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Current Page: Church & Ministries | Monday, April 08, 2019
Rick Warren warns pastors that fast church growth 'can be a cancer,' shares antidote to discouragement

Rick Warren warns pastors that fast church growth 'can be a cancer,' shares antidote to discouragement

Saddleback Church pastor Rick Warren speaks at the Closing Gala of Proclaim 19, the NRB International Christian Media Convention in Anaheim, California, March 2019. | NRB

ANAHEIM — Pastor Rick Warren of Saddleback Church in California urged church leaders to focus on obedience to God’s mission rather than boosting congregation numbers, as “fast growth can be cancer.”

“I’m not really impressed with ministries that grow fast. Fast growth can be a cancer,” Warren said at the Closing Gala of Proclaim 19, the NRB International Christian Media Convention in Anaheim, California, last month. “What I am interested in is the long haul — people who consistently serve Jesus Christ year after year after year.

“I’m interested in finishing well, and I want you to finish well. Your ministry matters to God. It matters to the Kingdom. We need you to stay in the race. We need you to not get tired. We need you to not quit. We need you to not give up. We need you to finish your race."

With church attendance plateaued or declining nationwide, Warren outlined several ways church and ministry leaders can fight discouragement, beginning with, “Never forget how much God loves me.”

“You’ve got to keep that constantly in focus,” he reminded attendees. “Everything in your ministry flows out of God’s love, God’s mercy, God’s grace. The problem is we can get so busy working for God, we forget how much God loves us. Your first purpose in life is not to love God. Your first purpose in life is to let God love you. The Bible says you were created as an object of God’s love.”

Second, he encouraged pastors to avoid the temptation to “fake it,” adding: “If you’re going to be used by God, if you’re going to be effective for God, if you’re going to last in ministry, you’ve got to be authentic, you’ve got to be genuine, you’ve got to be yourself. You’ve got to keep it real.”

God, the pastor contended, “did not create you to be somebody else” — and those who focus on pleasing everyone end up experiencing ministry burnout.

“When you get to Heaven, God isn’t going to say, ‘Why weren’t you more like Billy Graham?’ The reason we try to fake it is because we try to please everybody. Only a fool would try to do what even God can’t do. Even God can’t please everybody.”

Third, Warren emphasized that ministry leaders need to be outward-focused, as those who are focused on themselves quickly become discouraged.

“Every time you forget about this principle and you forget that it’s not about you, you’re either going to get fearful or you’re going to get prideful or you’re going to get bitter in ministry,” Warren said.

“Everybody in this room has a unique life message that God wants to share with the world, but your life message is not about you. It’s about Him. It’s about our Savior Jesus Christ."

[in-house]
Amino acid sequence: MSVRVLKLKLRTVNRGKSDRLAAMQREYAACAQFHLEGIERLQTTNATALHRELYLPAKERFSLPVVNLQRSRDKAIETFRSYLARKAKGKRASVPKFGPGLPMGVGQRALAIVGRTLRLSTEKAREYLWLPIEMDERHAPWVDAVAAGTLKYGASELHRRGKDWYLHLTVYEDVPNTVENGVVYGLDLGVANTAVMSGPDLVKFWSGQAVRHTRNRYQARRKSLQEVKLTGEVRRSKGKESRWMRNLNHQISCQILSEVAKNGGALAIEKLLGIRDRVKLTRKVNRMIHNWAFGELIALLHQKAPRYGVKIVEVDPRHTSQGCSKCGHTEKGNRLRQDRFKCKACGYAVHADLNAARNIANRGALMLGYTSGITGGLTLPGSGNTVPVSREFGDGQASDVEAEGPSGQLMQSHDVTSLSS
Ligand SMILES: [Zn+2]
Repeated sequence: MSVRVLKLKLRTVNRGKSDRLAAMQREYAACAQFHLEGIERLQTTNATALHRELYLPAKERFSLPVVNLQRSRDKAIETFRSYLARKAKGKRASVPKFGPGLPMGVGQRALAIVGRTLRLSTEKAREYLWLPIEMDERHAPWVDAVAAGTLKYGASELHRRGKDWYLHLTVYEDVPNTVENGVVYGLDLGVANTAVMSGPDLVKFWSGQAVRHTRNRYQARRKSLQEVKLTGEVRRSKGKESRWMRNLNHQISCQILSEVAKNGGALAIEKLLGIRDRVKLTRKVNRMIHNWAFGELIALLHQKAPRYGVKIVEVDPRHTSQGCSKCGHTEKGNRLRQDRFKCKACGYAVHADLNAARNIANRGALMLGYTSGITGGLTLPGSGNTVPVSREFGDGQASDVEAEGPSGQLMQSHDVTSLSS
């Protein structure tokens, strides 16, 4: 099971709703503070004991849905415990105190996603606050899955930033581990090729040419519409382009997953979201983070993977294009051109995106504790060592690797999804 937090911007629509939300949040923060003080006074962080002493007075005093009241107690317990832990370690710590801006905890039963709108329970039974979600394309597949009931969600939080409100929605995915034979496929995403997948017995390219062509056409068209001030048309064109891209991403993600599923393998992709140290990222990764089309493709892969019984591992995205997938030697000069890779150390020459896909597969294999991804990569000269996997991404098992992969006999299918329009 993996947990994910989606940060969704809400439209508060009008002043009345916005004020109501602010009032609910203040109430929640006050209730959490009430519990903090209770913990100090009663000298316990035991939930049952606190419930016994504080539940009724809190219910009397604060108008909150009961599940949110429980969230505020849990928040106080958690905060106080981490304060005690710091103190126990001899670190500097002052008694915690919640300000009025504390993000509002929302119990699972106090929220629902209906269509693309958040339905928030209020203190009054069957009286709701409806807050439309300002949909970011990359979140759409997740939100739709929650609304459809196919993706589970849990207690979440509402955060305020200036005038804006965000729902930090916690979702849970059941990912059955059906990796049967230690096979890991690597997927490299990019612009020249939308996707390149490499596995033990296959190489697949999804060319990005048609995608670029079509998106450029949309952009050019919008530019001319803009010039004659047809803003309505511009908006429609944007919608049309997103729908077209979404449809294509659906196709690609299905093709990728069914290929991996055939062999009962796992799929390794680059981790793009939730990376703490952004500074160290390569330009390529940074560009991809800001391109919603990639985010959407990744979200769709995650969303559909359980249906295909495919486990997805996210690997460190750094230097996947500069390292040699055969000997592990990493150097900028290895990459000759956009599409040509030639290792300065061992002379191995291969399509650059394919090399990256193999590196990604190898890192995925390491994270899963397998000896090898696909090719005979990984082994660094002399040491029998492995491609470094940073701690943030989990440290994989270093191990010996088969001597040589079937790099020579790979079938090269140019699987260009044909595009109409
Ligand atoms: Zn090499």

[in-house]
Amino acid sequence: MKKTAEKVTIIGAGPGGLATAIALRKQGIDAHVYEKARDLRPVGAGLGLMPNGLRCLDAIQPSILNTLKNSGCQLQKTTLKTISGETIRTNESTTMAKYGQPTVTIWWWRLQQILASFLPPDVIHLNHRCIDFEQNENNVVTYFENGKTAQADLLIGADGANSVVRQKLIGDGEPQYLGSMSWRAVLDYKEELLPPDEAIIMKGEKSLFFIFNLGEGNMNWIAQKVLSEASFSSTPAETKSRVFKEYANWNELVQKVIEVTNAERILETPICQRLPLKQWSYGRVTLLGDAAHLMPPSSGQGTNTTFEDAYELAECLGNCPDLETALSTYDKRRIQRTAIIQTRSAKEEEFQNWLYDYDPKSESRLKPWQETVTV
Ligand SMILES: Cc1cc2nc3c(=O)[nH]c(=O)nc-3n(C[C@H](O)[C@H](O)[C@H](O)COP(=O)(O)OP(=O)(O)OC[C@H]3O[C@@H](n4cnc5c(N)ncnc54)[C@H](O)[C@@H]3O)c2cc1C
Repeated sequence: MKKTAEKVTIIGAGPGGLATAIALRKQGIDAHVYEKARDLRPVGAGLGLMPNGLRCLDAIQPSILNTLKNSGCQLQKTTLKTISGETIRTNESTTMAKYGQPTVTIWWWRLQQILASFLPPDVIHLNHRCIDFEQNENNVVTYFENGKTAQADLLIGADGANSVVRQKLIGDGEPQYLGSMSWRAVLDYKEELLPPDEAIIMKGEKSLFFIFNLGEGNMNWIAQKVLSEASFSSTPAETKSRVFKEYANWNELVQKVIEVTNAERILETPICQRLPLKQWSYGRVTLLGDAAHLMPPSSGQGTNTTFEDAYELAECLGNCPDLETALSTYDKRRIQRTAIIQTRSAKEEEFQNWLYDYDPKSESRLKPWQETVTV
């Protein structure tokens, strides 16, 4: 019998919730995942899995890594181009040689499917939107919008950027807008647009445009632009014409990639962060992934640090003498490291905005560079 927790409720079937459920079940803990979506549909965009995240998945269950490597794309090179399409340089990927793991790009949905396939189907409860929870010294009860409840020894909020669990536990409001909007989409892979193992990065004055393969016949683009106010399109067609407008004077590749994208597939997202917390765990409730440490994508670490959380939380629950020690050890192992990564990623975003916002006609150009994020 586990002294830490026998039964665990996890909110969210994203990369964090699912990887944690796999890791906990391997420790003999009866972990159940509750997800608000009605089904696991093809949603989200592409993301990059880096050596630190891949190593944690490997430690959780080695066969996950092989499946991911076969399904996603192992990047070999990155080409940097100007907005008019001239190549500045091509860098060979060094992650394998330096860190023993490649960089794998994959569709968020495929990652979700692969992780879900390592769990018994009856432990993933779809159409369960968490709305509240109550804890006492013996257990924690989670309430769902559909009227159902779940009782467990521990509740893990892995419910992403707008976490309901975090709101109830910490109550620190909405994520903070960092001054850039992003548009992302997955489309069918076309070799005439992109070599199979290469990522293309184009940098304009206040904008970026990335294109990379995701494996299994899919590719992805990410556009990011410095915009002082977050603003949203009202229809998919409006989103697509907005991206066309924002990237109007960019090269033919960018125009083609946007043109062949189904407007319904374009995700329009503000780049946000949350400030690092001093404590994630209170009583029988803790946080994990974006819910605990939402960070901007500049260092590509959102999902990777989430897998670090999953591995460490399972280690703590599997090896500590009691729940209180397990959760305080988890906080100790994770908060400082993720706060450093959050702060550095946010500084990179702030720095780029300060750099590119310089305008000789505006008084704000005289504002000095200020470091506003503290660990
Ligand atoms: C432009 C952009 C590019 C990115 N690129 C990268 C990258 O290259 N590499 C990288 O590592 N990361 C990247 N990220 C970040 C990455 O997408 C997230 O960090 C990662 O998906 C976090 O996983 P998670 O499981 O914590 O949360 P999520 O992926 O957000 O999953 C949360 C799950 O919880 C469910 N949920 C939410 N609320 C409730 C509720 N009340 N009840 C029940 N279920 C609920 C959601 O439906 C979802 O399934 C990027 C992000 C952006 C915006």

God is more interested in “why you do what you do than He is what you do.”

“A lot of people start off as servants and end up as celebrities. They forget why they do what they do, and all of a sudden it is all about them,” he said.

Fourth, Warren exhorted those in ministry to remember that God’s power is often manifested in weakness: “When I first started off in ministry, I didn’t even know I had any weaknesses,” Warren said. “Then I discovered them, and I denied them. Then I went from denial to hiding them. Then I went from hiding them to rationalizing them. Then finally I went to accepting them, and today, like Paul, I glory in my weaknesses because when I am weak, He is strong.”

Humility, he contended, is not “denying your strengths,” but “being honest about your weaknesses” and “thinking of yourself less.”

Finally, the pastor encouraged those gathered to remember that God never wastes pain: “Your greatest ministry will come out of your deepest pain if you’ll be honest with God, honest with yourself and honest with others,” he offered.

Concluding his message, the pastor advised listeners to take time to rest and ultimately stay focused on eternity.

“The reality is, every time you get tired, you lose your perspective. You don’t think about Heaven when you’re tired. You think about what you’re feeling right now. When you’re tired, you don’t have a good perspective,” he said. “We need you to last. We need you to not flame out or to burn out or to rust out.”

Rick and Kay Warren founded Saddleback Church in 1980. Today, the church is one of the largest in America, with a weekly attendance of over 22,000 people. The Lake Forest-based church says it was the first to send the Gospel to all 197 official nations in the world.

Warren is best known as the author of The Purpose Driven Life, one of the best-selling nonfiction books in publishing history. It has sold over 50 million copies and been translated into 74 languages.

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